At UPR Sri Lanka says no nation is perfect natural to question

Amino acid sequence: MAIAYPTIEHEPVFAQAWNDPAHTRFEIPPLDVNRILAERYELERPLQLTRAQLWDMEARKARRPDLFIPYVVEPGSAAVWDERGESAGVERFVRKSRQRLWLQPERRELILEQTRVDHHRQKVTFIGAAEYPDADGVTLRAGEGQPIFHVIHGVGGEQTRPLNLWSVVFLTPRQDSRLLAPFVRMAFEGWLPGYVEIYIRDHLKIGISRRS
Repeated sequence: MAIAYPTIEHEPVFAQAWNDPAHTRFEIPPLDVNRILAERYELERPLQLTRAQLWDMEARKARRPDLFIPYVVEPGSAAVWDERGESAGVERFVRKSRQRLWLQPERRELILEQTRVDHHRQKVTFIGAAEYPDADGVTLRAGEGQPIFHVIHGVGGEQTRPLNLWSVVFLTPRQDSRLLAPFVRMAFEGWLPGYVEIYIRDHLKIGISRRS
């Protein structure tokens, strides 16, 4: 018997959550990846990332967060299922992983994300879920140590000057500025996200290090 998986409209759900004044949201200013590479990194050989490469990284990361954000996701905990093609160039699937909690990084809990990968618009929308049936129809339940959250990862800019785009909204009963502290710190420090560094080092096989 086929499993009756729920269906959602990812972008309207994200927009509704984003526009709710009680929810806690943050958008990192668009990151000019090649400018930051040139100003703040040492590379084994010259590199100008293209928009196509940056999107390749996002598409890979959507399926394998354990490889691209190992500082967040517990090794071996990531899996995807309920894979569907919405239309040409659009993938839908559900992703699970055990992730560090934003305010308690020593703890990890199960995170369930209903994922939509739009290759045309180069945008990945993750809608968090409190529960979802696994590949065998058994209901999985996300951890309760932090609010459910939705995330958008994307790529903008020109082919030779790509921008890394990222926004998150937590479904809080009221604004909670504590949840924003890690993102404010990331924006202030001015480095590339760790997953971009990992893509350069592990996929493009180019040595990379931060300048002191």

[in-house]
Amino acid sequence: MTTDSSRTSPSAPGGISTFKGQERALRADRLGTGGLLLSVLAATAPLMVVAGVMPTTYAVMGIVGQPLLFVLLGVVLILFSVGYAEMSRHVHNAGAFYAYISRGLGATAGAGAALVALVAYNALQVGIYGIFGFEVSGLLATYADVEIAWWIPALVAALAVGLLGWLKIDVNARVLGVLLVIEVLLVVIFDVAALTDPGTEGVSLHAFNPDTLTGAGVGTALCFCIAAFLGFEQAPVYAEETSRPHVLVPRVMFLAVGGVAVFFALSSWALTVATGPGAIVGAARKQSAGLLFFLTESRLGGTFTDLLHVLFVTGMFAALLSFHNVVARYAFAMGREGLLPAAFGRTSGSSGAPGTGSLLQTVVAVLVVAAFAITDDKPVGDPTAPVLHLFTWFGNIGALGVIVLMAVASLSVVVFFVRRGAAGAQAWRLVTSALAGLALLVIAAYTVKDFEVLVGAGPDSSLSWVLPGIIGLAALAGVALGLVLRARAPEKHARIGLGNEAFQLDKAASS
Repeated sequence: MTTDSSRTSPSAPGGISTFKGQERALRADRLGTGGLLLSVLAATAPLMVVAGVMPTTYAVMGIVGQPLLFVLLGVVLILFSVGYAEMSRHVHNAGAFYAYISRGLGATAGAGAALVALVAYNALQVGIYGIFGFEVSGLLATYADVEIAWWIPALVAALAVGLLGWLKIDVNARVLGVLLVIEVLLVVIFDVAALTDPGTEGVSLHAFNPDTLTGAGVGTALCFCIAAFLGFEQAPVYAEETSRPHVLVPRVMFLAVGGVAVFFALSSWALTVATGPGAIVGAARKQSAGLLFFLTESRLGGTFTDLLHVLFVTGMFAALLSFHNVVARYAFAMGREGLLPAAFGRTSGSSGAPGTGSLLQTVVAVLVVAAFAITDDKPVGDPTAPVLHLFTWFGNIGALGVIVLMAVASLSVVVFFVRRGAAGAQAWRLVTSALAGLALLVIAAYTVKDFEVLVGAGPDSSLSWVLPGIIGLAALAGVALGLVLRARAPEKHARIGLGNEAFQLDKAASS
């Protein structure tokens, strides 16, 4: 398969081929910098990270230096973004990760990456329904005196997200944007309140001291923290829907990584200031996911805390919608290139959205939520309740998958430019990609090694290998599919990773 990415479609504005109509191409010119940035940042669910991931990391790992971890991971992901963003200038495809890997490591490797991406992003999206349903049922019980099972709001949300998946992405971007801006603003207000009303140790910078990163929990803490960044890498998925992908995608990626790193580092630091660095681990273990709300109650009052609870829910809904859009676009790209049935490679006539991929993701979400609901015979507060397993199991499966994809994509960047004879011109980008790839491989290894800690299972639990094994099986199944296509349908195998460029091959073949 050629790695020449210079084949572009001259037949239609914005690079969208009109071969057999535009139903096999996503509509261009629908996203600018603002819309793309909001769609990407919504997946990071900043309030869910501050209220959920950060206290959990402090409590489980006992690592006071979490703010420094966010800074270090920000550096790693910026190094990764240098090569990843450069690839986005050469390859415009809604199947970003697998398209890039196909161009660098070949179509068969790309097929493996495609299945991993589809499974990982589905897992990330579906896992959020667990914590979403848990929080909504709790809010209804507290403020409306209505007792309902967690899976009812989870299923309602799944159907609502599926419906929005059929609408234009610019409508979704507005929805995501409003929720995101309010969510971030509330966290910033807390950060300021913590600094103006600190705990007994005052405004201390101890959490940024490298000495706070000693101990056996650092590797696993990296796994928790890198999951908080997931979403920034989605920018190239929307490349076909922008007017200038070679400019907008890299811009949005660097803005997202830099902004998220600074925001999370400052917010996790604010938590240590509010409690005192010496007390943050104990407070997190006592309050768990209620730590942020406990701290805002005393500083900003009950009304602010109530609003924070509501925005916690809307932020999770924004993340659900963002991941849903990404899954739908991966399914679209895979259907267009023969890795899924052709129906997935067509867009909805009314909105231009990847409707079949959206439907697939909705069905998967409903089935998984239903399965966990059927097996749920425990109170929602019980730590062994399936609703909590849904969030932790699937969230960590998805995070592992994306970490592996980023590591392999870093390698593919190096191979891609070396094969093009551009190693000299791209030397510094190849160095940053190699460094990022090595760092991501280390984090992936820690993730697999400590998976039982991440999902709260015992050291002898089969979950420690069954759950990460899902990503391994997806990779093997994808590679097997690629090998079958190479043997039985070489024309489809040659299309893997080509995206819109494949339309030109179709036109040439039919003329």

“But we are aware that our public sphere, like that of many other democracies, features some degree of misinformation, manipulation and prejudice. It is for this reason that we have sought to tread cautiously and prudently with a view to building and sustaining national consensus on the importance of protecting and promoting human rights, and advancing reconciliation. As a nation, we have been through much strife for long years. At this historic moment when the two main political parties are working together, we want to ensure that we tread cautiously to take steps that would ensure that the reform that we initiate is sustained in the long-term,” he added.Dr. Harsha de Silva further noted that Sri Lanka’s efforts to protect and promote human rights are often attacked by opponents as inviting foreign interference and efforts to ensure harmonious relations between the different ethno-religious communities, and the commitment to constitutional reform, are often attacked by opponents as attempts to create divisions.Yet, he said the Sri Lankan Government will persevere with strong determination. (Colombo Gazette) At the third cycle of the Universal Periodic Review (UPR) of Sri Lanka in Geneva today, the Sri Lankan delegation asserted that there is no nation that does not have challenges, and no nation is perfect and promoting and protecting human rights is constant work in progress.Head of the Sri Lankan delegation, Deputy Minister of National Policies and Economic Affairs Dr. Harsha de Silva said that promoting and protecting human rights is not something that can be done overnight despite the most sincere of commitments and the most fervent sense of determination. Download (PDF, 550KB) “The UPR to us, is a process that recognizes this fact, and a process that is aimed at helping each other self-assess, share best practice, and support one another to take steps to more effectively address the concerns of individuals in our respective countries. There are many, both in Sri Lanka and overseas, who question the commitment of the National Unity Government to addressing concerns of human rights. Of course it is natural to be impatient; it is natural to question; and it is natural to feel a sense of frustration. We all know very well that some who criticize do so with the best intentions as they want Sri Lanka to do well,” the Deputy Minister said in his opening statement at the session. “Shifts and changes in the international domain, economic impacts, natural disasters, political developments, all this affects and impacts on our best intentions. Our institutions are not perfect. We recognize this; and we are making constant efforts to identify administrative and training requirements, and reform that is necessary  to be undertaken, to make our institutions stronger. We are also taking steps to inspire personnel to make necessary positive changes required to optimize the service of our institutions, to our citizens. Our broad vision, and our determination to make changes for the benefit of all our citizens remains firm, and we are open to listen to others with equanimity, heed advise, and take positive steps towards change,” he said.The Deputy Minister said that as a democratic country, Sri Lanka welcomes robust criticism and debate about its journey towards the full enjoyment of human rights, and sustainable peace and reconciliation. The Deputy Minister said that in a democracy it is not easy to always make changes at great speed, or navigate change in a rapid manner, or along a straight and preconceived path.

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